The Black Widow Killer

Two men. Two murders. Too many questions.

By Alanna Nash from Reader's Digest | November 2005

Two months later, Glenn moved in with Lynn, and the couple set a wedding date for August 1993. Long before then, at his fiancée’s urging, Glenn named Lynn the beneficiary on his insurance policies. When they found out, the Rat Pack were shocked. To this day, they don’t know if Glenn realized that Lynn was facing a world of debt. Her house and car payments nearly amounted to her take-home pay (her annual salary was less than $20,000), and she faced hefty charges for over-the-limit spending on her credit cards and in her checking account.

Glenn’s mother felt funny as the wedding day approached. “Lynn was such a strange girl,” Kathy said.

As if an omen, the couple was unable to light the unity candle during the wedding ceremony. And Glenn’s brother, James, offered a less than cheerful traditional best man’s toast at the reception: “I feel like I’m more at a funeral than a wedding,” he said. “I don’t see this working out, but I hope for the best.” The Rat Pack took bets as to how long the marriage would last.

In fact, the couple’s relationship began to fray even before the honeymoon was over. Lynn was furious that Glenn had booked them on a family cruise, instead of the luxury version. Soon after their return, Glenn complained to his buddies that Lynn was suffering from “female problems” and could no longer participate in their once very active sex life. Six months into the marriage, the two took to sleeping in separate bedrooms.

Still, Glenn catered to his wife. Says his riding partner, David Dunkerton, “He’d call her while we were working and say, ‘Hey, can I bring you something to eat?’ Most of the time she was downright rude to him. He’d hang up and say, ‘Why do I even bother?'”

Lynn continued to spend wildly, buying a Datsun 240Z on a credit card, and booking out-of-town pleasure trips. To keep up with the bills, Glenn, whose salary was in the $26,000 range, began to work an extra job at a gas station. “And still, Lynn put him on a budget the last year of his life,” recalls his sister, Linda. “Twenty bucks a week.”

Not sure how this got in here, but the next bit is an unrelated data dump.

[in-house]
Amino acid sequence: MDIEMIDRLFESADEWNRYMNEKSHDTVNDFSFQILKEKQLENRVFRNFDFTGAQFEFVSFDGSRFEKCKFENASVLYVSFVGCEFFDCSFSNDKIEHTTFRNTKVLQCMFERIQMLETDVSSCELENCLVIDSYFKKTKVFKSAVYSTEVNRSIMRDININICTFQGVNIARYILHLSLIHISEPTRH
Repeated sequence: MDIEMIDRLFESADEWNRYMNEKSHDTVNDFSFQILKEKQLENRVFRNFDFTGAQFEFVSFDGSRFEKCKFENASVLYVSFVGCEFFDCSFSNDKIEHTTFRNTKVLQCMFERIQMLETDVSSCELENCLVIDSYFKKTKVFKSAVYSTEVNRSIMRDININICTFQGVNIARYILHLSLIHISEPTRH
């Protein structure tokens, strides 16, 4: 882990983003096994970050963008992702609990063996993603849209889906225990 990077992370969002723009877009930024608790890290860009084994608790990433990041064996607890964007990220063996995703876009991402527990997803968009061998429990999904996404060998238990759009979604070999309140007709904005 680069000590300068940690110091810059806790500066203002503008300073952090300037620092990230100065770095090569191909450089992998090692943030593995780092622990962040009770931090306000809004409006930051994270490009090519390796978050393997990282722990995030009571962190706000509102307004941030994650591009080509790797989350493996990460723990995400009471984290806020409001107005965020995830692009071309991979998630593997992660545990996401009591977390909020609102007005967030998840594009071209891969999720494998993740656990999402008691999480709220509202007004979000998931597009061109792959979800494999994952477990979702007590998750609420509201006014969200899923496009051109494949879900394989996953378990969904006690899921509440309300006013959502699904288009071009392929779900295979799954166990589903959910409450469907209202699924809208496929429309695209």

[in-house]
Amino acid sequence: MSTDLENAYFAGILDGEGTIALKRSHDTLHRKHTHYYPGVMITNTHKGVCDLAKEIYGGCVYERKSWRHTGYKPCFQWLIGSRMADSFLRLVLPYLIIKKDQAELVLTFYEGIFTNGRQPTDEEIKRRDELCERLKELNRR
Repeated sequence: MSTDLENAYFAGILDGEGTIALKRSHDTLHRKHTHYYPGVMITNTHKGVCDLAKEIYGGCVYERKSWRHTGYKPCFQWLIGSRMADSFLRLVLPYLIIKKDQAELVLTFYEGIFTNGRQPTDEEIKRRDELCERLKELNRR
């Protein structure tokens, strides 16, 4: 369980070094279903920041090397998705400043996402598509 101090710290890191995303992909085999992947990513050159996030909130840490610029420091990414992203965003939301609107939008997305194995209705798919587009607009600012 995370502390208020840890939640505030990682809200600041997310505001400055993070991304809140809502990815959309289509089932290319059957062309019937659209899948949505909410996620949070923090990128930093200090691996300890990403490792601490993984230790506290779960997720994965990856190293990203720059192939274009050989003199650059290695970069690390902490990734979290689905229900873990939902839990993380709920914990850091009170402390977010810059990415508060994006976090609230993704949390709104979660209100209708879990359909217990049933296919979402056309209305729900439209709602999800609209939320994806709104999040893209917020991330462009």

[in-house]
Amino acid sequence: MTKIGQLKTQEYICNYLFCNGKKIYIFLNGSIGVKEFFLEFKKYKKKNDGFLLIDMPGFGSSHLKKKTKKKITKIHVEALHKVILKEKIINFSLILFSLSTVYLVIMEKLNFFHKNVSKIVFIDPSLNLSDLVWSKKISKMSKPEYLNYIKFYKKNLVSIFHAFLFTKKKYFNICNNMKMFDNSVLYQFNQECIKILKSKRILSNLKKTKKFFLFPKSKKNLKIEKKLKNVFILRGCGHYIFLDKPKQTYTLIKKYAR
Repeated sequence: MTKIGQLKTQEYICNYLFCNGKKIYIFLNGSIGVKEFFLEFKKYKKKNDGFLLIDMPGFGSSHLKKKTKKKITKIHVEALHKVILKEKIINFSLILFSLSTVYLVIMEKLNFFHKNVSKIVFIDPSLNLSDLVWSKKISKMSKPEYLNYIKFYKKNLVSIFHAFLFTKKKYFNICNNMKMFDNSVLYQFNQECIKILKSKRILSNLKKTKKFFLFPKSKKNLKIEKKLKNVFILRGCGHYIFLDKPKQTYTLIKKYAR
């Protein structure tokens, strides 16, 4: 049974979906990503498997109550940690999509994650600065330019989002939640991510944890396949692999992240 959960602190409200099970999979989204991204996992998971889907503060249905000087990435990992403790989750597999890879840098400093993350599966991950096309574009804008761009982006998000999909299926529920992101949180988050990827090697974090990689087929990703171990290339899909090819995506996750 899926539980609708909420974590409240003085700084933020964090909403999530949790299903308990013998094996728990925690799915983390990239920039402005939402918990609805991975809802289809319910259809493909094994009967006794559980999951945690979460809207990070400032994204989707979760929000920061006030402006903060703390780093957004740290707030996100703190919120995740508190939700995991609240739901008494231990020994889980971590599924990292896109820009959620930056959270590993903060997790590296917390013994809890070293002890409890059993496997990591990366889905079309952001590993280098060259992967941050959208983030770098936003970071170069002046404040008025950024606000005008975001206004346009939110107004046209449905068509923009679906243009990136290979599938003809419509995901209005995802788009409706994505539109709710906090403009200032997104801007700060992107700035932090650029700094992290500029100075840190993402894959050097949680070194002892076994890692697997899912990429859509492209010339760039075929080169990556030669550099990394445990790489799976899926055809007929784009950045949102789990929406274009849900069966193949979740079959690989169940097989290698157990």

Finally, he’d had enough. Once dedicated to saving his marriage, Glenn began taking steps toward divorce. Ten days before his death, which occurred on the day he was to move out, Glenn told a friend that Lynn had threatened to shoot him with his service revolver. “If anything happens to me,” he said to Dunkerton, “look at Lynn.”

Kathy Turner was as suspicious as Glenn’s friends were after her son’s death. Scanning the autopsy report, she made a list of questions. At the top: a green substance in Glenn’s stomach at the time of death, which Kathy thought might have been the Jell-O Glenn had been eating while sick. Still, she wanted to have further testing done, but was told that could only be accomplished if she paid for a private autopsy, which would cost several thousand dollars. “I didn’t have that kind of money,” says Kathy, who cleans homes for a living.

When she contacted Glenn’s friends, the guys bitterly complained about how emotionless Lynn seemed at Glenn’s funeral. Several had overheard her saying, “I’ve got to get the hell out of here,” at the funeral home, and spotted her there walking hand-in-hand with another Cobb County officer.

Kathy and the Rat Pack agreed that if foul play was involved in Glenn’s death, Lynn definitely had something to do with it. They decided to talk to as many of the higher-ups as they could, hoping that his death would be further investigated.

What they didn’t know at that point was that four days after Glenn was buried, Lynn rented an apartment, listing one Randy Thompson as “occupant.” Lynn had actually become involved with Randy less than a year after marrying Glenn. As she’d done with Glenn, she aggressively courted Randy, buying him gifts and taking him on a week-long cruise. Randy, a divorced father of one, had no idea his girlfriend was married.

Randy Thompson was a rugged Forsyth County sheriff’s deputy who would eventually become a firefighter. Like Glenn Turner, he was a jocular, kind-spirited man. His sister, Kimberly Savage, an epileptic, remembered how, as a child, she’d once had a seizure on the school bus. Her protective brother had “tried to hide me, because he knew that it bothered me to be seen that way.” When Randy loved, she says, “he loved with his whole heart.”

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